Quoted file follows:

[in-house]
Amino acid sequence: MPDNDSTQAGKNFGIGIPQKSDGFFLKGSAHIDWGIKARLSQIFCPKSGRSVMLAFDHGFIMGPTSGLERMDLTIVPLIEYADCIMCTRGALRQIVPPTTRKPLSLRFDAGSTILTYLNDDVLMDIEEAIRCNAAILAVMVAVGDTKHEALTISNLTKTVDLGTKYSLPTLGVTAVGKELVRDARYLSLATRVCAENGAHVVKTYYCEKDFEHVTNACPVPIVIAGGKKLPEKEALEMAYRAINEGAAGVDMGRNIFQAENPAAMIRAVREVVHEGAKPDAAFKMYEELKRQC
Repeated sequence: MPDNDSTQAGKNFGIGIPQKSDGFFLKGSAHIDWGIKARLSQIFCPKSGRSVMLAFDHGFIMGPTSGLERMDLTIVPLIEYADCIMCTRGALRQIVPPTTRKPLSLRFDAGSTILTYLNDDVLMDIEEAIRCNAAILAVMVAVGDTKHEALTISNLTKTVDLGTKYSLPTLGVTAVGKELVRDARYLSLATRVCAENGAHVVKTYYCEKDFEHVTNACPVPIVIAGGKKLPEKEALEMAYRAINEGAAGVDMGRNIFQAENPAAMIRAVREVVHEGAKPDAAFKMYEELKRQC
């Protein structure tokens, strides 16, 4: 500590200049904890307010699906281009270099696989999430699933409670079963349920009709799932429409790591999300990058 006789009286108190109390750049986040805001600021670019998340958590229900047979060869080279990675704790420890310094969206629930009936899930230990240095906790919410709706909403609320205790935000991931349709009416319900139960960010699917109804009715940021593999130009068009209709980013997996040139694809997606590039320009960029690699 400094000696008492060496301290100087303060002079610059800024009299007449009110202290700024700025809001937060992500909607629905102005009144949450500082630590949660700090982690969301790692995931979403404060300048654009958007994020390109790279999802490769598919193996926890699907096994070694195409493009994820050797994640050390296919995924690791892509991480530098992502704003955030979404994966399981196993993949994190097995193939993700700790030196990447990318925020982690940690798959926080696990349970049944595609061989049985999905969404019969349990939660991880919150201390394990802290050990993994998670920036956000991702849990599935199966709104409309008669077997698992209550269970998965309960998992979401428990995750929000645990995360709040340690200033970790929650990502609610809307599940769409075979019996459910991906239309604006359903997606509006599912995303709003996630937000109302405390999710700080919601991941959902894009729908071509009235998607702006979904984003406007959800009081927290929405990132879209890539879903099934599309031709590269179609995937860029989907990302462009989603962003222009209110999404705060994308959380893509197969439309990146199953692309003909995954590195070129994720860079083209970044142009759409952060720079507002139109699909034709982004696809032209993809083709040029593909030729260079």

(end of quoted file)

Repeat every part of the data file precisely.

[in-house]
Amino acid sequence: MPDNDSTQAGKNFGIGIPQKSDGFFLKGSAHIDWGIKARLSQIFCPKSGRSVMLAFDHGFIMGPTSGLERMDLTIVPLIEYADCIMCTRGALRQIVPPTTRKPLSLRFDAGSTILTYLNDDVLMDIEEAIRCNAAILAVMVAVGDTKHEALTISNLTKTVDLGTKYSLPTLGVTAVGKELVRDARYLSLATRVCAENGAHVVKTYYCEKDFEHVTNACPVPIVIAGGKKLPEKEALEMAYRAINEGAAGVDMGRNIFQAENPAAMIRAVREVVHEGAKPDAAFKMYEELKRQC
Repeated sequence: MPDNDSTQAGKNFGIGIPQKSDGFFLKGSAHIDWGIKARLSQIFCPKSGRSVMLAFDHGFIMGPTSGLERMDLTIVPLIEYADCIMCTRGALRQIVPPTTRKPLSLRFDAGSTILTYLNDDVLMDIEEAIRCNAAILAVMVAVGDTKHEALTISNLTKTVDLGTKYSLPTLGVTAVGKELVRDARYLSLATRVCAENGAHVVKTYYCEKDFEHVTNACPVPIVIAGGKKLPEKEALEMAYRAINEGAAGVDMGRNIFQAENPAAMIRAVREVVHEGAKPDAAFKMYEELKRQC
């Protein structure tokens, strides 16, 4: 500590200049904890307010699906281009270099696989999430699933409670079963349920009709799932429409790591999300990058 006789009286108190109390750049986040805001600021670019998340958590229900047979060869080279990675704790420890310094969206629930009936899930230990240095906790919410709706909403609320205790935000991931349709009416319900139960960010699917109804009715940021593999130009068009209709980013997996040139694809997606590039320009960029690699 400094000696008492060496301290100087303060002079610059800024009299007449009110202290700024700025809001937060992500909607629905102005009144949450500082630590949660700090982690969301790692995931979403404060300048654009958007994020390109790279999802490769598919193996926890699907096994070694195409493009994820050797994640050390296919995924690791892509991480530098992502704003955030979404994966399981196993993949994190097995193939993700700790030196990447990318925020982690940690798959926080696990349970049944595609061989049985999905969404019969349990939660991880919150201390394990802290050990993994998670920036956000991702849990599935199966709104409309008669077997698992209550269970998965309960998992979401428990995750929000645990995360709040340690200033970790929650990502609610809307599940769409075979019996459910991906239309604006359903997606509006599912995303709003996630937000109302405390999710700080919601991941959902894009729908071509009235998607702006979904984003406007959800009081927290929405990132879209890539879903099934599309031709590269179609995937860029989907990302462009989603962003222009209110999404705060994308959380893509197969439309990146199953692309003909995954590195070129994720860079083209970044142009759409952060720079507002139109699909034709982004696809032209993809083709040029593909030729260079």